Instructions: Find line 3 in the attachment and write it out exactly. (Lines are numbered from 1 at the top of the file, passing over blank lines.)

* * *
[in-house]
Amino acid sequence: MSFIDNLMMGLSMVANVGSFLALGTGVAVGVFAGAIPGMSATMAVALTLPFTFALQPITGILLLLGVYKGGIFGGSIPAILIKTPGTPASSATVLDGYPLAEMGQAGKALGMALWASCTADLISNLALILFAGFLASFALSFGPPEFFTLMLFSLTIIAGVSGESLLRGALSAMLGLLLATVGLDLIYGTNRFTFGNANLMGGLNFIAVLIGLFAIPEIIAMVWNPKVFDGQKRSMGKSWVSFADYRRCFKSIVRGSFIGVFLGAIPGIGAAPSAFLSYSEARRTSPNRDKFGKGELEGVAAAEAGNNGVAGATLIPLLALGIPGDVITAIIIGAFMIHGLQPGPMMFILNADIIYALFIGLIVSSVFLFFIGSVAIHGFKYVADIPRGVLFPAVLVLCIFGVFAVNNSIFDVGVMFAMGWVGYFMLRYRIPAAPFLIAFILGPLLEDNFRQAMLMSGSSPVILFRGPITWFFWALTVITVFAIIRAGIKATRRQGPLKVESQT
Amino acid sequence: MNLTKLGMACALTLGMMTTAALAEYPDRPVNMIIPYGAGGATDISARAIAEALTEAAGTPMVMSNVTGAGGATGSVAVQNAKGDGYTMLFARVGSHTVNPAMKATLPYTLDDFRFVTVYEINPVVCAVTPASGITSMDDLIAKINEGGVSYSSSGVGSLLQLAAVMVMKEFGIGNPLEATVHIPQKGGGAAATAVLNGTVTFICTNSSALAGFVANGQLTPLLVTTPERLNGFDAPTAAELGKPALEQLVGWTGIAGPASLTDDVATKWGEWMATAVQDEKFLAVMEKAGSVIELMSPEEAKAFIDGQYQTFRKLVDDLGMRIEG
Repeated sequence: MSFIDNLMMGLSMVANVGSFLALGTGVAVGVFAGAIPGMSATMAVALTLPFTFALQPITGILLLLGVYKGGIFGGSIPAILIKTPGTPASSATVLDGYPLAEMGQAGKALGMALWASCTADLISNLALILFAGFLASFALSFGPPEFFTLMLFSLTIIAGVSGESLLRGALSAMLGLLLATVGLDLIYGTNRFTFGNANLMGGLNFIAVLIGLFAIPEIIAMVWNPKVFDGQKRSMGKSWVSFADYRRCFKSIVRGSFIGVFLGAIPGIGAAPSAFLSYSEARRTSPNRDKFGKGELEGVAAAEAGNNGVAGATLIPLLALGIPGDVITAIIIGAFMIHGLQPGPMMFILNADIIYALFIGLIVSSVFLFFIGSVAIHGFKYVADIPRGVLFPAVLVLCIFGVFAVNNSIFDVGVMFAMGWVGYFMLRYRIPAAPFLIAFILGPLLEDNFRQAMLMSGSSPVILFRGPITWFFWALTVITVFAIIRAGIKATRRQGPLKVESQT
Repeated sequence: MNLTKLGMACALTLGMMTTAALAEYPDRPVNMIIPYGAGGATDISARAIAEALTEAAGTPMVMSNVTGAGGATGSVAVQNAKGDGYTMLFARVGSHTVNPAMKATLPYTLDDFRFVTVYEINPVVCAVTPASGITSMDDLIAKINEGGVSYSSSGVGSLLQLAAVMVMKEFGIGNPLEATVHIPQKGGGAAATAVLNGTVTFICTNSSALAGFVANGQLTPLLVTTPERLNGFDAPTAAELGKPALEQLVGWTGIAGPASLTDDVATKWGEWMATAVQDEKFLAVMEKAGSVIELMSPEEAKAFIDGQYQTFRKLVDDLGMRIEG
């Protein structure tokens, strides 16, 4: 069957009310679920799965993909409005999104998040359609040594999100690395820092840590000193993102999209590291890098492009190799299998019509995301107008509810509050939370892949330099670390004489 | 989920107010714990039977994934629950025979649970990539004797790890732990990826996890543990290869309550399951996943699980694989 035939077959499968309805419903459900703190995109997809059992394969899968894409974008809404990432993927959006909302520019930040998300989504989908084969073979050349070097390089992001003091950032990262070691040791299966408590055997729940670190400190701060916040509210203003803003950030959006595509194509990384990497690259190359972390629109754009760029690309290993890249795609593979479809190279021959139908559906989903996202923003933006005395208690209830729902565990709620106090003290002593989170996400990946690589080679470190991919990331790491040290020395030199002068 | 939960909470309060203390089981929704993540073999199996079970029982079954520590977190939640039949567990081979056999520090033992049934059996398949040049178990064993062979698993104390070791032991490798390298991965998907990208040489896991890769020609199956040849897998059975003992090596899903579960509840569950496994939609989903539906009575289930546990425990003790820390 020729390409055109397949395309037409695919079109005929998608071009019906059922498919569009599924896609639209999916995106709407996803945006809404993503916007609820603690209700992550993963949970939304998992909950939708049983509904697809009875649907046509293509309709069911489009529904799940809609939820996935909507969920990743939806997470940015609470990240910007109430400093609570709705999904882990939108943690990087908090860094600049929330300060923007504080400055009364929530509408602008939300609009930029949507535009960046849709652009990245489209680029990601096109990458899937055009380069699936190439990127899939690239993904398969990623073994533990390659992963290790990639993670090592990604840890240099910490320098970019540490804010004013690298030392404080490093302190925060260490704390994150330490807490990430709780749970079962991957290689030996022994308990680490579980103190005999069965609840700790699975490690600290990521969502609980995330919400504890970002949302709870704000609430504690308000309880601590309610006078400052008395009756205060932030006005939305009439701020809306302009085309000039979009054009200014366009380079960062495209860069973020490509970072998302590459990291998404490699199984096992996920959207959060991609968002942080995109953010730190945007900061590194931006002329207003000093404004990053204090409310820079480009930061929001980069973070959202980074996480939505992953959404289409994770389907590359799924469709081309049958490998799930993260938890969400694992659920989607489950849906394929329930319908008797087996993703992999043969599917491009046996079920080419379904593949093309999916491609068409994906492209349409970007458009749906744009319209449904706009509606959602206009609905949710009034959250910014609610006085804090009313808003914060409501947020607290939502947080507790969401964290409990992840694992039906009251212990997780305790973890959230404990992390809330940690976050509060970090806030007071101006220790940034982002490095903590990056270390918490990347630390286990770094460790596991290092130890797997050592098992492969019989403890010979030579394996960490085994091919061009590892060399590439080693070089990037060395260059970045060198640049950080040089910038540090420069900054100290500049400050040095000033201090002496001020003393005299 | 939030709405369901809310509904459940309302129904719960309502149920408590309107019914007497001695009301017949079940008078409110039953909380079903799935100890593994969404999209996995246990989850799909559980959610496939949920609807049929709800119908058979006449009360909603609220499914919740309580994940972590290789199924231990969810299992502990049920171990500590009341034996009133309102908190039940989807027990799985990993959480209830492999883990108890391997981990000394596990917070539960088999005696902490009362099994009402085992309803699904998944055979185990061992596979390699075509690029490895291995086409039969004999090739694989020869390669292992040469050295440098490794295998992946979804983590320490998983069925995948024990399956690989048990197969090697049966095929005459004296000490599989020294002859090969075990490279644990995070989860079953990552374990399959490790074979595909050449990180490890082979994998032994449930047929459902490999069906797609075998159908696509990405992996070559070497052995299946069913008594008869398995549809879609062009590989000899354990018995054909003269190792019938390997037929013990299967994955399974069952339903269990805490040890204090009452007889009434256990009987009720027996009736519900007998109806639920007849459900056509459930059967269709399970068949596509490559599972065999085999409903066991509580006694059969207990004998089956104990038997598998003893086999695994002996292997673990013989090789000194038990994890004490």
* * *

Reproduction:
Amino acid sequence: MNLTKLGMACALTLGMMTTAALAEYPDRPVNMIIPYGAGGATDISARAIAEALTEAAGTPMVMSNVTGAGGATGSVAVQNAKGDGYTMLFARVGSHTVNPAMKATLPYTLDDFRFVTVYEINPVVCAVTPASGITSMDDLIAKINEGGVSYSSSGVGSLLQLAAVMVMKEFGIGNPLEATVHIPQKGGGAAATAVLNGTVTFICTNSSALAGFVANGQLTPLLVTTPERLNGFDAPTAAELGKPALEQLVGWTGIAGPASLTDDVATKWGEWMATAVQDEKFLAVMEKAGSVIELMSPEEAKAFIDGQYQTFRKLVDDLGMRIEG